Table of Contents

Handbook of Research on Innovation and Clusters

Handbook of Research on Innovation and Clusters

Cases and Policies

Handbooks of Research on Clusters series

Edited by Charlie Karlsson

The role of innovations and clusters has increasingly dominated local and regional development policies in recent decades. This authoritative and accessible Handbook considers important aspects of high-tech clusters, analyses insightful cluster case studies, and provides a number of recommendations for cluster policies.

Chapter 5: Employment Growth in ICT Clusters: New Evidence from Great Britain

Bernard Fingleton, Danilo Igliori and Barry Moore

Subjects: business and management, organisational innovation, economics and finance, economics of innovation, regional economics, innovation and technology, economics of innovation, organisational innovation, urban and regional studies, clusters, regional economics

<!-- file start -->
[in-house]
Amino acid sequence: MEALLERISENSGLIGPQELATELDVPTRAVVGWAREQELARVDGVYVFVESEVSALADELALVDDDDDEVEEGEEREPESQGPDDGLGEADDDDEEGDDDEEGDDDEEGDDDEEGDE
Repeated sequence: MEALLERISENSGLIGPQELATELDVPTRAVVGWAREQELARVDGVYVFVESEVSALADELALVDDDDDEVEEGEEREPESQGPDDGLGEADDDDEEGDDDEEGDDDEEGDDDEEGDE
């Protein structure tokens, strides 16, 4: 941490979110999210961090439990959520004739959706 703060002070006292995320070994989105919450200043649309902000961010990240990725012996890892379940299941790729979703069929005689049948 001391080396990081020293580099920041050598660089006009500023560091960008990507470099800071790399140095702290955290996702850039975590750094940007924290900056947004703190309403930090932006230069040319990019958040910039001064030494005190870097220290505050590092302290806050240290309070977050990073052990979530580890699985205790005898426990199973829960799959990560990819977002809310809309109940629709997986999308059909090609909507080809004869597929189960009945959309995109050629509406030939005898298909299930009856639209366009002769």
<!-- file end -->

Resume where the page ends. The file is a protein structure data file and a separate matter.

Bernard Fingleton, Danilo Igliori and Barry Moore 1 Introduction The recent advances in information and computing technologies in conjunction with the general reduction in transport costs have produced significant impacts on the spatial structure of economic activities. At the same time, institutional and political developments towards the formation of trade and economic areas have transformed the competitive spectrum of cities, regions and countries. Together these facts have raised a number of questions with respect to the dynamics of employment, productivity and competitiveness of local economies. A particularly interesting issue has to do with the relationships between the new economic environments and the resulting combinations of internal and external increasing returns to scale shaping simultaneously the spatial and size distributions of firms across different industries. The growing economic importance of high-technology activities such as Biotechnology, Telecommunications, Electronics and Computing Services has motivated the British government to declare that knowledge is the most important driver sustaining competitive advantages and promoting economic growth (Department of Trade and Industry – DTI, ‘Our competitive future: building the knowledge-driven economy’, 1998). At the same time, it is currently recognized that many of these activities are geographically concentrated, forming the so-called ‘high-technology clusters’. It is also agreed that in the last two decades small and medium-sized enterprises (SMEs) have been responsible for a large portion of the employment generation in many countries and policy support for them has been frequently claimed. The interface of these topics is clarified when one notices that some high-technology clusters...

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